Toward Programmable Materials for Wearable Electronics: Electrical Welding Turns Sensors into Conductors
KAUST DepartmentComposite and Heterogeneous Material Analysis and Simulation Laboratory (COHMAS)
Mechanical Engineering Program
Physical Science and Engineering (PSE) Division
Print Publication Date2019-01-09
Permanent link to this recordhttp://hdl.handle.net/10754/630546
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AbstractStretchable electrical conductors and stretchable strain sensors are two key components in applications such as soft robotics, artificial soft skins, and wearable electronics. Very different approaches are usually implemented to design either conductors or sensors. Here, transformation of an electrically conductive material from a sensor to a conductor using electrical welding (e-welding) is proposed. This method is demonstrated in the case of a thermoplastic polymer sponge decorated with silver nanowires. The sensor-like behavior of the sponge is programmed by e-welding into conductor-like behavior, i.e., suppressing the gauge factor by 86%, without varying the density of the silver nanowires. An application of e-welding in the fabrication of a sensor-conductor hybrid material that may be applied as soft artificial skin in robotics is demonstrated.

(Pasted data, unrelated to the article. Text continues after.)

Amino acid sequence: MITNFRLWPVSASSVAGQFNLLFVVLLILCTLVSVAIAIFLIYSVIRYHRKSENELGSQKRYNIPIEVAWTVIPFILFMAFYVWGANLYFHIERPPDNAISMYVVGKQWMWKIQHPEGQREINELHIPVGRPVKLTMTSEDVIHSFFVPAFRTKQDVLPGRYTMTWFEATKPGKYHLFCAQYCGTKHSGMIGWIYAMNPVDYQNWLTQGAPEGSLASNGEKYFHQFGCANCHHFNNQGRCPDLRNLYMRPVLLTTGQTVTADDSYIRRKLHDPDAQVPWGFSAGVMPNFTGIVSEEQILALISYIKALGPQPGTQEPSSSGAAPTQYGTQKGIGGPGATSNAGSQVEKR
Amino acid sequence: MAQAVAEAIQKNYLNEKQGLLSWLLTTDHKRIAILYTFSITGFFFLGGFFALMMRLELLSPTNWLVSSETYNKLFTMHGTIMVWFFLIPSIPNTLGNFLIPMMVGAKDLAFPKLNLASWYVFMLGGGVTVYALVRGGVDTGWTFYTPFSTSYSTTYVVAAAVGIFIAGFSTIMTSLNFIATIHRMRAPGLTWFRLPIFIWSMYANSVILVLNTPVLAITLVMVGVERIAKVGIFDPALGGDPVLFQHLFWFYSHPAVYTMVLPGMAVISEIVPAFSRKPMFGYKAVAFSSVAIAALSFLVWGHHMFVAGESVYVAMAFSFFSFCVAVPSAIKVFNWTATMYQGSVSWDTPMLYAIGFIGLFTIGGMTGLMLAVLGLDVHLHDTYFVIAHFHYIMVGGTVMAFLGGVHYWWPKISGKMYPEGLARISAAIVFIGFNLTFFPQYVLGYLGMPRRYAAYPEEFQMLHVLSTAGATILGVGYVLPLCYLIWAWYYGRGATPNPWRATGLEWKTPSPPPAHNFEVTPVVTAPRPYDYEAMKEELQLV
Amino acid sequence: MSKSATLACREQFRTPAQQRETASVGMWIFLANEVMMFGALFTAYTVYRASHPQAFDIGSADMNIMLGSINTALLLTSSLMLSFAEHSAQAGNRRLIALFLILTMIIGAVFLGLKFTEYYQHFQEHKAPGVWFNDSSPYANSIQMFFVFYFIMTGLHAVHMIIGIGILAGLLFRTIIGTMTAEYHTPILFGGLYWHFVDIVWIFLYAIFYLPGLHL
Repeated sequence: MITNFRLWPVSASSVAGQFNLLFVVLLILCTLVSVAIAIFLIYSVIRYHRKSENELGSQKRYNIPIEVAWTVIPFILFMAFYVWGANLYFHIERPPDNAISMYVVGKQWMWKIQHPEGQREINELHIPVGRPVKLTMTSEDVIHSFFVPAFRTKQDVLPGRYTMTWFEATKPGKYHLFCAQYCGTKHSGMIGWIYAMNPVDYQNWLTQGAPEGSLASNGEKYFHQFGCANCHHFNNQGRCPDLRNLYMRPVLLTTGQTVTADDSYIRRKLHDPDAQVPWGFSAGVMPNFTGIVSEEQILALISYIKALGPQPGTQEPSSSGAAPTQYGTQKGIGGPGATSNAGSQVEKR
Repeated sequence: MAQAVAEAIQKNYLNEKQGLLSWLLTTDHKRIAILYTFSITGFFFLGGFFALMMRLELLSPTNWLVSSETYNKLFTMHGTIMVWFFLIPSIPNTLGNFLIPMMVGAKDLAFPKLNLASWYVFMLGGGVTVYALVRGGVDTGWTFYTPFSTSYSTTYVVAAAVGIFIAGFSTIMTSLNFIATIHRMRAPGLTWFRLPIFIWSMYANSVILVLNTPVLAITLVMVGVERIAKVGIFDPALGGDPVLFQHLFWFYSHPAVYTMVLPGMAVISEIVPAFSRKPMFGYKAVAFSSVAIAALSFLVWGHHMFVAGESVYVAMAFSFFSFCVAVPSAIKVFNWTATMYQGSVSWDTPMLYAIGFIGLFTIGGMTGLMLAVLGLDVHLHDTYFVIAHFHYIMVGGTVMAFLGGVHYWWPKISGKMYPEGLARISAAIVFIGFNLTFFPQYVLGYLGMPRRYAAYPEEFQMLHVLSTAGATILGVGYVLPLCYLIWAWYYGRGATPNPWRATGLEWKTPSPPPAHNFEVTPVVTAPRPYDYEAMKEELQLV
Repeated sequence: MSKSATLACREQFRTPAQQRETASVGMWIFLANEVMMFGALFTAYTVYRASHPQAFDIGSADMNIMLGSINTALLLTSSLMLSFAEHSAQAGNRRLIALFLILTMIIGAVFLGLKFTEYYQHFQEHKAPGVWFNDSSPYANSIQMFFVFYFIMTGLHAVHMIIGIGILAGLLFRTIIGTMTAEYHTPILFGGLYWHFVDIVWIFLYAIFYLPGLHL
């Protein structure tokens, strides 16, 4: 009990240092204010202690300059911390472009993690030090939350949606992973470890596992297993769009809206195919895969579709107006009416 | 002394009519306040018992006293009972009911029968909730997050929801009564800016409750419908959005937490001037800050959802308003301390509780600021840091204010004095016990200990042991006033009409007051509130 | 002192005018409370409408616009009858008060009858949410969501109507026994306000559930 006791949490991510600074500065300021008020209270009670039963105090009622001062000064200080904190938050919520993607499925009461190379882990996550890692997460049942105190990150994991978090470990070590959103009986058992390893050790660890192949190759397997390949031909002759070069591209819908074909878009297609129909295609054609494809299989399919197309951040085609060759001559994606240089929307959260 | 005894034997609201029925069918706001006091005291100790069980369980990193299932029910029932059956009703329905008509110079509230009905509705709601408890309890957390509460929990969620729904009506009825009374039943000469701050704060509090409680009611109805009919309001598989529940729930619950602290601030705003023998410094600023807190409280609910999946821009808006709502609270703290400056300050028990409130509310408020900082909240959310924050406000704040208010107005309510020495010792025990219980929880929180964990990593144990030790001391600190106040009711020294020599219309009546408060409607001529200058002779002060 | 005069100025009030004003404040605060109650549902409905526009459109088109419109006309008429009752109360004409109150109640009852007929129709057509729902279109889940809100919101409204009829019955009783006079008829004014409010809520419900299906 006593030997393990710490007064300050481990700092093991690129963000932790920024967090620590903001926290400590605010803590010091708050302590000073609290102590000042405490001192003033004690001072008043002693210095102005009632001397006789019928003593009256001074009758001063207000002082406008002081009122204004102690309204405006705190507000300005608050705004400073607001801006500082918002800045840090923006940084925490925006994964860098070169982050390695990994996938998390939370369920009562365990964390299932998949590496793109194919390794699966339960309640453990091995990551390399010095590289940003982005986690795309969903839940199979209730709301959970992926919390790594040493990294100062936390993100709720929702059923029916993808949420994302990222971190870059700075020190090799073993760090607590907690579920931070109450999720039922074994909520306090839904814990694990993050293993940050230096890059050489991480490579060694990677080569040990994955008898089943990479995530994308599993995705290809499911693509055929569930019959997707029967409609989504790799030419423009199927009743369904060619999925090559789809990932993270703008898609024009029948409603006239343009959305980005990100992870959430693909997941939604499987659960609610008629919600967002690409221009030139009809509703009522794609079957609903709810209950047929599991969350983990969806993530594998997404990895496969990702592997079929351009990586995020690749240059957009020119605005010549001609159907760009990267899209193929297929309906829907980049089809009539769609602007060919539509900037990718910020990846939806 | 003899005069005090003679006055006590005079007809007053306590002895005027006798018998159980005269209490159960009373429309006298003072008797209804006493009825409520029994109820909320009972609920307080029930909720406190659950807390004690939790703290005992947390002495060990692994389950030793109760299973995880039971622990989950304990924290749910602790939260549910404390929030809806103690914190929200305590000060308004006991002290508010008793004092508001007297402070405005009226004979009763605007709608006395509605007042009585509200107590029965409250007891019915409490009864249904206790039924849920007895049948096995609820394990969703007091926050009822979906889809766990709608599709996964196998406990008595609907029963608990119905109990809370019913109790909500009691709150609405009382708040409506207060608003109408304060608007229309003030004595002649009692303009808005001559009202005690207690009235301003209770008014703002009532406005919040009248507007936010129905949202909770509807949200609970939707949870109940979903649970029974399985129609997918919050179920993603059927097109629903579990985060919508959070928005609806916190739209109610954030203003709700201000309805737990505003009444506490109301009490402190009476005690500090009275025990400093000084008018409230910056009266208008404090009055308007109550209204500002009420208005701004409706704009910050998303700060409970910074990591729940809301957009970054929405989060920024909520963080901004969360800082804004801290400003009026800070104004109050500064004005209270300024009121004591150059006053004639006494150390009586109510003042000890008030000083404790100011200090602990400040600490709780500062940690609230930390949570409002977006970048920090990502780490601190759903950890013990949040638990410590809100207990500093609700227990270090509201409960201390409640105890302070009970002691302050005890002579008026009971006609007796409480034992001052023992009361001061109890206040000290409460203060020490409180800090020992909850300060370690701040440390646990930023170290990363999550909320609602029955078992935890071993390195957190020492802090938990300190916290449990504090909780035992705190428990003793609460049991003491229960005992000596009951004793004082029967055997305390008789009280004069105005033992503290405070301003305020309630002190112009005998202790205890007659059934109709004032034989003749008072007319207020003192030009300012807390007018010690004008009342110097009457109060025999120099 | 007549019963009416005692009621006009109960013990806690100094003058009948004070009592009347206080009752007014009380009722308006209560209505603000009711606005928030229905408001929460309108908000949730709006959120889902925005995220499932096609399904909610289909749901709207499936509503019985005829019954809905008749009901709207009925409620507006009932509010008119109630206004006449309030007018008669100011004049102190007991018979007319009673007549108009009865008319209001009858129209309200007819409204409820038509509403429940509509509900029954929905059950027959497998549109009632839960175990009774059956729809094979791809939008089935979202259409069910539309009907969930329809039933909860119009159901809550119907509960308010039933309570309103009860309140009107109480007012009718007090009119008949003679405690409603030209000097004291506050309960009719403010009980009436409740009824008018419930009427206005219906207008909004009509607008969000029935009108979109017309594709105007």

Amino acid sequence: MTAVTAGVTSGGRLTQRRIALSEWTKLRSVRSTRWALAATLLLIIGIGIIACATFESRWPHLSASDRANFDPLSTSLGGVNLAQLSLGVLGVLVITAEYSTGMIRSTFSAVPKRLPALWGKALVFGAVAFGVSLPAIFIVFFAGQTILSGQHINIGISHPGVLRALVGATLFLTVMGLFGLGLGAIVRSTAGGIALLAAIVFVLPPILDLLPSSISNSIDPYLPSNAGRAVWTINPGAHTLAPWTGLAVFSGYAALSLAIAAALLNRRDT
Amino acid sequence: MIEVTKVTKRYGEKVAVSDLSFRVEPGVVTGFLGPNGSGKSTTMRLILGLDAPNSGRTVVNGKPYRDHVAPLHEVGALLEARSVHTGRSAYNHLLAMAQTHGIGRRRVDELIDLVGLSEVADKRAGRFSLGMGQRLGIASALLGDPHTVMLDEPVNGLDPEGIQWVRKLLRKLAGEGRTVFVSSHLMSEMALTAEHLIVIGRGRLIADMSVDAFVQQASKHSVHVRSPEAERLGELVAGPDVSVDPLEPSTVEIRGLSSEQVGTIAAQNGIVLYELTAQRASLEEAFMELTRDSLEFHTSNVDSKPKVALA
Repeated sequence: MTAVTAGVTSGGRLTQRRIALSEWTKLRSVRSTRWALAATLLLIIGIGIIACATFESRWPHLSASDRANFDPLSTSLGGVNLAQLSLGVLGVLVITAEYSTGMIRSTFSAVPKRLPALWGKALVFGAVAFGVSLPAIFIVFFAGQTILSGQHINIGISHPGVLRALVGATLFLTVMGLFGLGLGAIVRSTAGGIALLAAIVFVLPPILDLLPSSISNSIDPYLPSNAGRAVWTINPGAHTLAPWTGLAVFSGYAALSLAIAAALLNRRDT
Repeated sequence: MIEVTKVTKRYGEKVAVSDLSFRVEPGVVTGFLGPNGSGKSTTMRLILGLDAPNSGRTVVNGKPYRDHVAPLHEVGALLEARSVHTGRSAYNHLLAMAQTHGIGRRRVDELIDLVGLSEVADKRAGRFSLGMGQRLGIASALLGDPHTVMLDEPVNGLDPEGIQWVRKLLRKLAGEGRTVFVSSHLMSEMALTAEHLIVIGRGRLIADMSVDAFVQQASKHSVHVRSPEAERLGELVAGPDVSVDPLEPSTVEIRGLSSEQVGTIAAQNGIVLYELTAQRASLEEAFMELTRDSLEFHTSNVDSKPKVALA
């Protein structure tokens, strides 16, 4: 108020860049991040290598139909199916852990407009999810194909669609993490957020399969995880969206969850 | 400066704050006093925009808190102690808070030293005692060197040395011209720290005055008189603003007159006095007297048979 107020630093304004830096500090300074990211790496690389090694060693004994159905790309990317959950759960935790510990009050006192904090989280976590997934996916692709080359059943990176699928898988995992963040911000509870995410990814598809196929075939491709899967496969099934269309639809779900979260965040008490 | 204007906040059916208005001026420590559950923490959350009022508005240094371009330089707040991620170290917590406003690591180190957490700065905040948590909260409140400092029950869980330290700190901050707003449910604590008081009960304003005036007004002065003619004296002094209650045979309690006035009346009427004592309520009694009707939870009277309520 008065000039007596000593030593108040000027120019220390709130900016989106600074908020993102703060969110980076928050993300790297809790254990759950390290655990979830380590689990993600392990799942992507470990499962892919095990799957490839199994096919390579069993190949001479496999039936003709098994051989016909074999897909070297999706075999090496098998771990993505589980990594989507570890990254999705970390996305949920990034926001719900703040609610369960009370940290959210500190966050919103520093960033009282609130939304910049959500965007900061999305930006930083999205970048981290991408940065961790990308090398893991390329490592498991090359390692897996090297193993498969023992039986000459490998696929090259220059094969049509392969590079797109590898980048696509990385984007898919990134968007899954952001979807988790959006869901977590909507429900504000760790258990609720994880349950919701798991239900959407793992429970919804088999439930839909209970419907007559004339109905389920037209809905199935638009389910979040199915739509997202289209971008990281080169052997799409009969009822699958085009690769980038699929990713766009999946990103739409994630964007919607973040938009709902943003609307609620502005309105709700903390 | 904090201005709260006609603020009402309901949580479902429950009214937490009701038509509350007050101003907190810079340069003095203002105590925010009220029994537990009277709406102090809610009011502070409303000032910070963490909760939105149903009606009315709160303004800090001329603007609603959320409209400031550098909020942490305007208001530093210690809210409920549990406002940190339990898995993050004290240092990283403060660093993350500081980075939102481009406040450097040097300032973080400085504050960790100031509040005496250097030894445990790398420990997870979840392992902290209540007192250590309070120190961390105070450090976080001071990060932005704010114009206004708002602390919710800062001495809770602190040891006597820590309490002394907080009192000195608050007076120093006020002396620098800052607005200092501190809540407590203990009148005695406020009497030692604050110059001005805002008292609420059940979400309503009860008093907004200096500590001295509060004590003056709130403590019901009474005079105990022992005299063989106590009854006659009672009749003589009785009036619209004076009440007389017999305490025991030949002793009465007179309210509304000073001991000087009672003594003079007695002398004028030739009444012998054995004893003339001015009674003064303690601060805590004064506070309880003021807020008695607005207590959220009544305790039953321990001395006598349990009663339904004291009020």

CitationChellattoan R, Lube V, Lubineau G (2018) Toward Programmable Materials for Wearable Electronics: Electrical Welding Turns Sensors into Conductors. Advanced Electronic Materials: 1800273. Available: http://dx.doi.org/10.1002/aelm.201800273.
SponsorsThe research reported in this publication was supported by funding from King Abdullah University of Science and Technology (KAUST). The authors are grateful to KAUST for its support.
JournalAdvanced Electronic Materials